IMF chief warns of multiple inflationary shocks amid market jitters | Global economy

Global finance leaders should prepare for multiple inflationary shocks, the head of the International Monetary Fund has warned, as fears of a global economic downturn continue to hit markets around the world.

The IMF’s managing director, Kristalina Georgieva, said it was becoming harder for central banks to bring down inflation without causing recessions.

Speaking at the sidelines of a meeting of G7 finance ministers and central bank chiefs in Germany, Georgieva cited mounting pressures on energy and food prices from Russia’s war in Ukraine, supply chain disruption and cost pressures caused by China’s zero-covid policies.

“I think what we need to start getting more comfortable with is, that may not be the last shock,” Georgieva said, adding that the outbreak of the Omicron coronavirus variant late last year had shown that inflation would not be a “transitory” one time shock.

Inflation has risen to its highest level in about 40 years in both the UK and the US this year, and is the highest it’s been in the eurozone since statistics began in 1997.

Investors fear that central banks risk a “hard landing”, pushing economies into recession, as they raise interest rates to bring inflation down towards target.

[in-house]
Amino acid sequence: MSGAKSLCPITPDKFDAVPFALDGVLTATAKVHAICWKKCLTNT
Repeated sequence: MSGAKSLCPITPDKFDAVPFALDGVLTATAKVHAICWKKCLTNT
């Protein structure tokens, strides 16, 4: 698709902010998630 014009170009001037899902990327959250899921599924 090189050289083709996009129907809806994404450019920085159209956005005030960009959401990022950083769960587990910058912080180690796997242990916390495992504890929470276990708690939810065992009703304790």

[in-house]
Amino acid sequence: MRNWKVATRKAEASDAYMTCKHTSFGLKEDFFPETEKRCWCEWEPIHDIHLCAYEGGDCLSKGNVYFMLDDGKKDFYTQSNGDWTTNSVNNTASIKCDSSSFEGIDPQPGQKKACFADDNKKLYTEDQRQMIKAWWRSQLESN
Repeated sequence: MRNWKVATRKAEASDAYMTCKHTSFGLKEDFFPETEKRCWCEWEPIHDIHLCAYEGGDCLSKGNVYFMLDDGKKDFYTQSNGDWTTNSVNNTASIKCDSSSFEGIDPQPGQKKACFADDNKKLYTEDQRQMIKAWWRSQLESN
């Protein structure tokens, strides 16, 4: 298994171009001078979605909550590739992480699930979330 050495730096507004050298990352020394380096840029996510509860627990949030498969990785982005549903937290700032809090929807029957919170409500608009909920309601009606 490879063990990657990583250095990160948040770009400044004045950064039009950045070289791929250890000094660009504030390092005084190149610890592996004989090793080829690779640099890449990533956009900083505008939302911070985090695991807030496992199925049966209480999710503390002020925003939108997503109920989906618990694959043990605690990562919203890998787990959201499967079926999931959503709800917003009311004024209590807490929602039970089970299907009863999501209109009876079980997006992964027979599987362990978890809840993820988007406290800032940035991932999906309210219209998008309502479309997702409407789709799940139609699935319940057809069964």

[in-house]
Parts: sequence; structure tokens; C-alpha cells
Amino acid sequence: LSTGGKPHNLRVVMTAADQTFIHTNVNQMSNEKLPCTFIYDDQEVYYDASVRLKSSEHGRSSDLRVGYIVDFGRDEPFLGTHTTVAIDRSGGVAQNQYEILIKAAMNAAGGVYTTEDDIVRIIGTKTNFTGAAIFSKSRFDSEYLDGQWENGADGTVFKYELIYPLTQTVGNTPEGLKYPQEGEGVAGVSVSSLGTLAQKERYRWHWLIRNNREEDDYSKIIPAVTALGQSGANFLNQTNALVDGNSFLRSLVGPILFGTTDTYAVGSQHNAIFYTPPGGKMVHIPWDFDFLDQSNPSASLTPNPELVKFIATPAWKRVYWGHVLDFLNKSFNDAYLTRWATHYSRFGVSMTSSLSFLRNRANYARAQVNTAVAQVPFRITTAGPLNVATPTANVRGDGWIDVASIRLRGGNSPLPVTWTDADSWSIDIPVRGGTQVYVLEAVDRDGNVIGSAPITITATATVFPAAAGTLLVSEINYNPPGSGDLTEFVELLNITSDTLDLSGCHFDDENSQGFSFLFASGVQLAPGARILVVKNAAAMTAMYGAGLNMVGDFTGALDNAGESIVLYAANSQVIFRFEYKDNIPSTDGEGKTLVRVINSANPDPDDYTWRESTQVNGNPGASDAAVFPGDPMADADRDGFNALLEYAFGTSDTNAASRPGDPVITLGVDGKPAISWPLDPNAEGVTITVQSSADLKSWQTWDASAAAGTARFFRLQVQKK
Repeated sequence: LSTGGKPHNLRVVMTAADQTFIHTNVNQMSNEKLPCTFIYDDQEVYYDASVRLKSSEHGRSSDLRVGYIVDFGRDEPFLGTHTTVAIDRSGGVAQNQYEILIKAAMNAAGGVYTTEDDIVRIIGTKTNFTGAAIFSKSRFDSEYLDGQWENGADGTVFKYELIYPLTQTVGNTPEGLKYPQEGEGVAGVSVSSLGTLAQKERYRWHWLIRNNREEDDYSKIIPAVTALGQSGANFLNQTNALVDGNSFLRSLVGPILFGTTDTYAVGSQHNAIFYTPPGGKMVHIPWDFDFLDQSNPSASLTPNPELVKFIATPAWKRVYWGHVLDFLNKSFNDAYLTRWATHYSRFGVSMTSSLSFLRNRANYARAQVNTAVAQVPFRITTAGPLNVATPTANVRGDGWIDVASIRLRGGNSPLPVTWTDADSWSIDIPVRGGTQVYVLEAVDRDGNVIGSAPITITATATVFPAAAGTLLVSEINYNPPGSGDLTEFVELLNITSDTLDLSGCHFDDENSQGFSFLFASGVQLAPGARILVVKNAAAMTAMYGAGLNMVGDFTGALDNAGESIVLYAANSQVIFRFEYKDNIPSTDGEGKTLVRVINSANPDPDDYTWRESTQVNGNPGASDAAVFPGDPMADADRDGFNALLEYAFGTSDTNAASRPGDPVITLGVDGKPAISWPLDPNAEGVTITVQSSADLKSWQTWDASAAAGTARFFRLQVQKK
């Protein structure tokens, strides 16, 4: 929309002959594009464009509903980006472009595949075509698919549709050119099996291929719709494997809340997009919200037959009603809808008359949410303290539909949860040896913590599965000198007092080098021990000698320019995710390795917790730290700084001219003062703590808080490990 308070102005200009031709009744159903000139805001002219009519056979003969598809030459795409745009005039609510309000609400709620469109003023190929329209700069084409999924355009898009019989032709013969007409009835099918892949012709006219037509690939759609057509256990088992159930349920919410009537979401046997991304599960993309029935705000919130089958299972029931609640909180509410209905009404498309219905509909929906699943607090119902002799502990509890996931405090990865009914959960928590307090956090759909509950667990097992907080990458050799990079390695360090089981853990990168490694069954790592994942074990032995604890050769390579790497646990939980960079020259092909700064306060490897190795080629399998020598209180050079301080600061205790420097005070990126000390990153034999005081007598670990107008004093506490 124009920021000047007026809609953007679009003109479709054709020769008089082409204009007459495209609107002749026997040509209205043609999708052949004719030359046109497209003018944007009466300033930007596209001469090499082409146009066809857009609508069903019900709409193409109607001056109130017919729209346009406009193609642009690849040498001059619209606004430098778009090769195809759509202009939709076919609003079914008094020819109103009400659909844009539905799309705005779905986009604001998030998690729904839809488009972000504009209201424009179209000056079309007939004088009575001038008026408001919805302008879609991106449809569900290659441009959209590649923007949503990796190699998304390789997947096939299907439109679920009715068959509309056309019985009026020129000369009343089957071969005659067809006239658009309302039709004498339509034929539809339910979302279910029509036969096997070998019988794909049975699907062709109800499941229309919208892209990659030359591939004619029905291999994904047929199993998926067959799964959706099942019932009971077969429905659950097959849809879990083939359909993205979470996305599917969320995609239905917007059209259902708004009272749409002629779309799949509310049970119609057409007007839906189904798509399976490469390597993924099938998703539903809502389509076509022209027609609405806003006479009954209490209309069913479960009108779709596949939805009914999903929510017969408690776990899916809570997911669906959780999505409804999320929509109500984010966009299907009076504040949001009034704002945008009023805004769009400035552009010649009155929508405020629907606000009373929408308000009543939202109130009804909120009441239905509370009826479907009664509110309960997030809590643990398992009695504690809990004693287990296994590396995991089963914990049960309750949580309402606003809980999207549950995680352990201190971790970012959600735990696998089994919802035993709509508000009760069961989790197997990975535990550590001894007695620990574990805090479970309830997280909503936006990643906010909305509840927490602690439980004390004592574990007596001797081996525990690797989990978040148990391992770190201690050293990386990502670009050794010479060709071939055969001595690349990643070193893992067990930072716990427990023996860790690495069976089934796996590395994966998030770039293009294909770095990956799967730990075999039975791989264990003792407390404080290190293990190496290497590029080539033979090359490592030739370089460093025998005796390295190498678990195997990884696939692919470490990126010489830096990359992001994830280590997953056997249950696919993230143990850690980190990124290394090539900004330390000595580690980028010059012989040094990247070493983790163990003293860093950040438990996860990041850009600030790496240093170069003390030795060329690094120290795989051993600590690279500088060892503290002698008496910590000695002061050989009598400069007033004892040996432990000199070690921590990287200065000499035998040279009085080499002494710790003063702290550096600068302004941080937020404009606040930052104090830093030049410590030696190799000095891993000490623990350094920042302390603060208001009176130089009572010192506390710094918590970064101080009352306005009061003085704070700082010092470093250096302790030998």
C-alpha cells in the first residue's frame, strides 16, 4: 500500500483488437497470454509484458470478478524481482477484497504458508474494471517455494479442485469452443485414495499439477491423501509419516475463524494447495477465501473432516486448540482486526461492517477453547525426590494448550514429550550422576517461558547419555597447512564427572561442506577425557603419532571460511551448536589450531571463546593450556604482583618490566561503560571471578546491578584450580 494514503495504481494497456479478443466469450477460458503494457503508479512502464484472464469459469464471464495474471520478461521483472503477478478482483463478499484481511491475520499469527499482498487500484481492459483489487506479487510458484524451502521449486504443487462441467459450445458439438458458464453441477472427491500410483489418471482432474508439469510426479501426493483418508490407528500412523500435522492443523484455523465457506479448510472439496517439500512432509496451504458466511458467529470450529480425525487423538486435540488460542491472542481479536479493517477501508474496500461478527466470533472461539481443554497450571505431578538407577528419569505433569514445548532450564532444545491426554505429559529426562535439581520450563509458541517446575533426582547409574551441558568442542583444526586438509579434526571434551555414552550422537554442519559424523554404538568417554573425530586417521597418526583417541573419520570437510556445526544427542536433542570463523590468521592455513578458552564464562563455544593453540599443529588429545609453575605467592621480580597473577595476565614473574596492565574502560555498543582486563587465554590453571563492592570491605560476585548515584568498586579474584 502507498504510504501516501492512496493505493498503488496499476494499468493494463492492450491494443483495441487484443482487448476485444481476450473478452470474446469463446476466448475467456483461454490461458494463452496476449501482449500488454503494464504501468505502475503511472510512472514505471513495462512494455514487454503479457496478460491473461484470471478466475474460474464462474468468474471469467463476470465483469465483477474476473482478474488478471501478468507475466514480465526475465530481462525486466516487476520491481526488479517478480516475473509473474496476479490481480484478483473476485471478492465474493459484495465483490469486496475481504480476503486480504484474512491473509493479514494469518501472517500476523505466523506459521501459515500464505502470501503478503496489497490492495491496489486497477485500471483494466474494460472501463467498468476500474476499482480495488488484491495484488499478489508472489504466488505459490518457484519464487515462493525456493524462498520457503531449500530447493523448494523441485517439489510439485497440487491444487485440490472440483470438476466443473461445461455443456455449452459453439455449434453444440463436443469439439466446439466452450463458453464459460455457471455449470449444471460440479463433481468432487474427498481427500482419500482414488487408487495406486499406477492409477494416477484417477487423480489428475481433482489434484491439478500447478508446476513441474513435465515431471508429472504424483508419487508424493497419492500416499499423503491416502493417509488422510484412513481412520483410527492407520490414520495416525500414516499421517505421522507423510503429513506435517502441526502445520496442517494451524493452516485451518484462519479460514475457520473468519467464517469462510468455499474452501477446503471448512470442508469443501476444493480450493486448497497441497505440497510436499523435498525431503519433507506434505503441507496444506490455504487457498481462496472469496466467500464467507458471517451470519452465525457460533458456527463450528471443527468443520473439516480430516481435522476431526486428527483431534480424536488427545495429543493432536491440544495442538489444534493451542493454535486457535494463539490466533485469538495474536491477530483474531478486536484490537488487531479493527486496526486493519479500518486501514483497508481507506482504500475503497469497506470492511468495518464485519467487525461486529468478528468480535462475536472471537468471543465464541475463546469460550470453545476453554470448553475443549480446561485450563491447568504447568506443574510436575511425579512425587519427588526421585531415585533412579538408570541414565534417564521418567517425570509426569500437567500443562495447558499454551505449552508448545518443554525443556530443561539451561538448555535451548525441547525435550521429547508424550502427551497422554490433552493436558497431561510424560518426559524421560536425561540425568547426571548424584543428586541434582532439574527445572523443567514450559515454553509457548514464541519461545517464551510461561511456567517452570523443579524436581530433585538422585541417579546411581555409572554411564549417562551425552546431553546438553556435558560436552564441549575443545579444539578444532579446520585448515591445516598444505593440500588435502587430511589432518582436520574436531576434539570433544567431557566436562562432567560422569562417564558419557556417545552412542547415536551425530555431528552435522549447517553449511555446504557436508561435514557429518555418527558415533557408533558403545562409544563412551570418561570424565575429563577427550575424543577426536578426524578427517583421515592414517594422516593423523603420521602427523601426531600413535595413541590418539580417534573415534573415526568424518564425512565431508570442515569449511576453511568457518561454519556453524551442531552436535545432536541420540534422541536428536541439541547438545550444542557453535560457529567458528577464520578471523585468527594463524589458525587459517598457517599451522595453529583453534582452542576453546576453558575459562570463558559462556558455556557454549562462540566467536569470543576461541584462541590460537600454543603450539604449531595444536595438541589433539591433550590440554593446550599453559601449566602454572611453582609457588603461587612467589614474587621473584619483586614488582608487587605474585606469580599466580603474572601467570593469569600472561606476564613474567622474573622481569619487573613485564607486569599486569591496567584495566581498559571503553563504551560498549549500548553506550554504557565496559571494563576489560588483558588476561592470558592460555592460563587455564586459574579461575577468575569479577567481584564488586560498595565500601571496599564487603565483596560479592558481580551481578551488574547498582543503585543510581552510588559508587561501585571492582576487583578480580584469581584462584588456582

London’s stock market tumbled into the red on Thursday, with the FTSE 100 index down 146 points or 2% in afternoon trading at 7,292.

The pan-European Stoxx 600 index was down 1.3% with personal care companies, food and beverage companies, tech stocks and retailers all weakening.

Wall Street opened lower, a day after its worst selloff in nearly two years, as major retailers reported that rising inflation was hitting consumer spending and eating into their profit margins.

US department store chain Kohl’s slashed its profit and sales outlook, echoing Target and Walmart earlier this week.

US jobless claims rose for the third week in a row, with 218,000 Americans seeking unemployment support last week. A survey of manufacturers in the Philadelphia region showed that growth almost stalled this month, as rising costs hit factories.

“The reality is no matter which way your turn, warnings signs are flashing,” said Fiona Cincotta, senior financial markets analyst at City Index.

Inflation hit confidence at UK factories too, where investment plans remained weak, according to the latest industrial trends reports from business body the CBI. The number of manufacturers planning to lift their own prices remained near a record high.

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The Federal Reserve chair, Jerome Powell, has indicated that the US central bank will raise interest rates by 50 basis points in June and July, in its determination to pull US inflation down from 8.3% in April. That has driven up fears of a global slowdown.

Joost van Leenders, senior investment strategist at wealth manager Van Lanschot Kempen, cautioned that the Fed was not usually able to achieve a soft landing.

“A recession is usually necessary to quash inflation. There is a slightly greater chance of a soft landing though if there are no major imbalances in the economy, especially if families and businesses do not hold finance deficits. And, as it happens, that’s exactly the situation we’re in at the moment. A positive outcome is therefore possible, although the Fed has its work cut out, ”Van Leenders said.

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